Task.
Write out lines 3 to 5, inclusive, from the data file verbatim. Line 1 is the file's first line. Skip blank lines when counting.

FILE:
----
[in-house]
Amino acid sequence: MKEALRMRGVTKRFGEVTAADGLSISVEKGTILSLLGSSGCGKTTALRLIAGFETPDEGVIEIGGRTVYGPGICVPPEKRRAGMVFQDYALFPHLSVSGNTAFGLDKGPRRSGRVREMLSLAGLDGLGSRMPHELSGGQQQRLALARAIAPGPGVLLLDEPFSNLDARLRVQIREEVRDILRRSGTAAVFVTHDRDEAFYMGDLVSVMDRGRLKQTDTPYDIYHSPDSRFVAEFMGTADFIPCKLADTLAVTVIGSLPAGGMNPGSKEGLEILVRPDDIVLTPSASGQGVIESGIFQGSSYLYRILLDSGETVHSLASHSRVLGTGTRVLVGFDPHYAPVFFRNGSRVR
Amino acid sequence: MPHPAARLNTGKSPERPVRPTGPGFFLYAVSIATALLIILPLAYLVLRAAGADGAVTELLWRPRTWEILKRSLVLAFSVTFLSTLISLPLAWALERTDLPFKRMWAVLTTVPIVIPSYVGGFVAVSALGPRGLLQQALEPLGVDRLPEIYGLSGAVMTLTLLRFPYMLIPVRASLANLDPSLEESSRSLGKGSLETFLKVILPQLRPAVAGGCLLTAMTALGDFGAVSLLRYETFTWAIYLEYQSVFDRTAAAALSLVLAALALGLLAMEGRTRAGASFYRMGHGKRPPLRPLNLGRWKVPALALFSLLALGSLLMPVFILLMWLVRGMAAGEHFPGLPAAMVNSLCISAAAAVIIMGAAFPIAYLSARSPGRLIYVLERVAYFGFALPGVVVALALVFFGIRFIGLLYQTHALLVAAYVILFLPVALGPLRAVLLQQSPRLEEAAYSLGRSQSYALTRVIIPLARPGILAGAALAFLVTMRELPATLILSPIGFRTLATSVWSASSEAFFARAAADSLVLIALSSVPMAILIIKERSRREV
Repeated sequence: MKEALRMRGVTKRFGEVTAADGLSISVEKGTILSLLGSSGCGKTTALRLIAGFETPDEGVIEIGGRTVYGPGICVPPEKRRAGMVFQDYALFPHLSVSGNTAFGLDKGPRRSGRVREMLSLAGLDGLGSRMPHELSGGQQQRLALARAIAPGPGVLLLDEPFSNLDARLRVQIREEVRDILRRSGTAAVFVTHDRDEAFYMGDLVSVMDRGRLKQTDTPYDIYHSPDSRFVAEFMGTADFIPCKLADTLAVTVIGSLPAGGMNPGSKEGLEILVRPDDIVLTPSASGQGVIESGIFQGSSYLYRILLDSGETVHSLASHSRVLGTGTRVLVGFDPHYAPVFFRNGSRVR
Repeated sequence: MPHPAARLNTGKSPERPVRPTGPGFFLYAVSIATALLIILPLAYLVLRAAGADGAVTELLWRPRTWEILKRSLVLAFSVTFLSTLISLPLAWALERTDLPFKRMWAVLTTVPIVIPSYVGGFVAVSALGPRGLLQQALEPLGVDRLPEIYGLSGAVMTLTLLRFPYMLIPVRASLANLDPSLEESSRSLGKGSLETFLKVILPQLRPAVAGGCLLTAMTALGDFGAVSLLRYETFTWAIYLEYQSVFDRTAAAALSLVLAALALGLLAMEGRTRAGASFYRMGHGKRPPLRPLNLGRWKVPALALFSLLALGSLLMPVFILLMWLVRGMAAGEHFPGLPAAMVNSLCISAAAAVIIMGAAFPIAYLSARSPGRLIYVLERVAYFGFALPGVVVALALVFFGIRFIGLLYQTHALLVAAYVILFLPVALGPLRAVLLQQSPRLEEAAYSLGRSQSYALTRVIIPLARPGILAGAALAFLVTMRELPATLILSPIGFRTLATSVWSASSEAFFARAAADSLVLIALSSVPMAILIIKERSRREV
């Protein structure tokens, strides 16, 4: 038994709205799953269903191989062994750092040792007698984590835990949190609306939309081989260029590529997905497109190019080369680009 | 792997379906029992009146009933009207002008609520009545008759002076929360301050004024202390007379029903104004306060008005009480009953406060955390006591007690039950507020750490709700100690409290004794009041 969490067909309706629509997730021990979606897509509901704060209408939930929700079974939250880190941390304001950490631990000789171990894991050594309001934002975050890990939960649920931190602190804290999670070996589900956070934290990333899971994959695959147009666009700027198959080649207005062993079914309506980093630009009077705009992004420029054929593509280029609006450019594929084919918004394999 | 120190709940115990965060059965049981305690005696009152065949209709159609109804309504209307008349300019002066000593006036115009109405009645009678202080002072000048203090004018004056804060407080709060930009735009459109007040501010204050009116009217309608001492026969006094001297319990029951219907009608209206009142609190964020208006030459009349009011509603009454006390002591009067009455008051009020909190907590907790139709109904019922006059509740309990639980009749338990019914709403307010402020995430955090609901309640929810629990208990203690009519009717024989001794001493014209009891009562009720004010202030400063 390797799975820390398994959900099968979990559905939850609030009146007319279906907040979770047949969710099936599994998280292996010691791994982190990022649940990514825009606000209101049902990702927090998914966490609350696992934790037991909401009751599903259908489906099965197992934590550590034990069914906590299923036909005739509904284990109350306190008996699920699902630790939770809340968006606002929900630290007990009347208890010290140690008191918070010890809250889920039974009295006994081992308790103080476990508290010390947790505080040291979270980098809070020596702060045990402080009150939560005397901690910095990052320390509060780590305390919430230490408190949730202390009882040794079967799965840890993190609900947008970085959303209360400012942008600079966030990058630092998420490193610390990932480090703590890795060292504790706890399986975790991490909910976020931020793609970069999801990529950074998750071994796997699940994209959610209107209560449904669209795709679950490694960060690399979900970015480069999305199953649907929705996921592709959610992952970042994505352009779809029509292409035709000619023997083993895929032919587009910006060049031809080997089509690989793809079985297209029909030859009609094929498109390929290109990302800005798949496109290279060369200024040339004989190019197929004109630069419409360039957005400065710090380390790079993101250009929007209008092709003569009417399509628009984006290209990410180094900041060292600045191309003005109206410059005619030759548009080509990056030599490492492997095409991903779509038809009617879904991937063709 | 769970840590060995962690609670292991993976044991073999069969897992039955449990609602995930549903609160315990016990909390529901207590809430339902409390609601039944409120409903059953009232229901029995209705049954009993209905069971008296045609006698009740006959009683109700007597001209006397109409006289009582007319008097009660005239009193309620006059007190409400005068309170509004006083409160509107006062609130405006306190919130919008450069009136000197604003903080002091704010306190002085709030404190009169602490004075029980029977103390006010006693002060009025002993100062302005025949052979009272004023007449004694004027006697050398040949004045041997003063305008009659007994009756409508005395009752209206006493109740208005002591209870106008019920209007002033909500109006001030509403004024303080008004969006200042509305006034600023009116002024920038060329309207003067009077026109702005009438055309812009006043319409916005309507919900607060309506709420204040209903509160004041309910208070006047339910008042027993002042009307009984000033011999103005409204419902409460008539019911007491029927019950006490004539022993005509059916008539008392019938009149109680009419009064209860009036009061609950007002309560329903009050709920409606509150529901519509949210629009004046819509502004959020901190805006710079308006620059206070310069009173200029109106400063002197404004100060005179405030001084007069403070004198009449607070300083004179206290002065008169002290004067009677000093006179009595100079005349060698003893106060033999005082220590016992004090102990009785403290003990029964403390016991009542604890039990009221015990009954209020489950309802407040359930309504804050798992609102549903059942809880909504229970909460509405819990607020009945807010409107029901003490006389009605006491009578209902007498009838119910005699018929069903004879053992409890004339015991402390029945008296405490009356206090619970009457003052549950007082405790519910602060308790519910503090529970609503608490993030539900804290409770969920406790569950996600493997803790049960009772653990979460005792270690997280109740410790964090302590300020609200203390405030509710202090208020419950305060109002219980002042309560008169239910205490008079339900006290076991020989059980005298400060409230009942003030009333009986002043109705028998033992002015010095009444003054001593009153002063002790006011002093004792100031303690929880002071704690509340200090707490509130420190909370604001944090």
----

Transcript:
Amino acid sequence: MPHPAARLNTGKSPERPVRPTGPGFFLYAVSIATALLIILPLAYLVLRAAGADGAVTELLWRPRTWEILKRSLVLAFSVTFLSTLISLPLAWALERTDLPFKRMWAVLTTVPIVIPSYVGGFVAVSALGPRGLLQQALEPLGVDRLPEIYGLSGAVMTLTLLRFPYMLIPVRASLANLDPSLEESSRSLGKGSLETFLKVILPQLRPAVAGGCLLTAMTALGDFGAVSLLRYETFTWAIYLEYQSVFDRTAAAALSLVLAALALGLLAMEGRTRAGASFYRMGHGKRPPLRPLNLGRWKVPALALFSLLALGSLLMPVFILLMWLVRGMAAGEHFPGLPAAMVNSLCISAAAAVIIMGAAFPIAYLSARSPGRLIYVLERVAYFGFALPGVVVALALVFFGIRFIGLLYQTHALLVAAYVILFLPVALGPLRAVLLQQSPRLEEAAYSLGRSQSYALTRVIIPLARPGILAGAALAFLVTMRELPATLILSPIGFRTLATSVWSASSEAFFARAAADSLVLIALSSVPMAILIIKERSRREV
Repeated sequence: MKEALRMRGVTKRFGEVTAADGLSISVEKGTILSLLGSSGCGKTTALRLIAGFETPDEGVIEIGGRTVYGPGICVPPEKRRAGMVFQDYALFPHLSVSGNTAFGLDKGPRRSGRVREMLSLAGLDGLGSRMPHELSGGQQQRLALARAIAPGPGVLLLDEPFSNLDARLRVQIREEVRDILRRSGTAAVFVTHDRDEAFYMGDLVSVMDRGRLKQTDTPYDIYHSPDSRFVAEFMGTADFIPCKLADTLAVTVIGSLPAGGMNPGSKEGLEILVRPDDIVLTPSASGQGVIESGIFQGSSYLYRILLDSGETVHSLASHSRVLGTGTRVLVGFDPHYAPVFFRNGSRVR
Repeated sequence: MPHPAARLNTGKSPERPVRPTGPGFFLYAVSIATALLIILPLAYLVLRAAGADGAVTELLWRPRTWEILKRSLVLAFSVTFLSTLISLPLAWALERTDLPFKRMWAVLTTVPIVIPSYVGGFVAVSALGPRGLLQQALEPLGVDRLPEIYGLSGAVMTLTLLRFPYMLIPVRASLANLDPSLEESSRSLGKGSLETFLKVILPQLRPAVAGGCLLTAMTALGDFGAVSLLRYETFTWAIYLEYQSVFDRTAAAALSLVLAALALGLLAMEGRTRAGASFYRMGHGKRPPLRPLNLGRWKVPALALFSLLALGSLLMPVFILLMWLVRGMAAGEHFPGLPAAMVNSLCISAAAAVIIMGAAFPIAYLSARSPGRLIYVLERVAYFGFALPGVVVALALVFFGIRFIGLLYQTHALLVAAYVILFLPVALGPLRAVLLQQSPRLEEAAYSLGRSQSYALTRVIIPLARPGILAGAALAFLVTMRELPATLILSPIGFRTLATSVWSASSEAFFARAAADSLVLIALSSVPMAILIIKERSRREV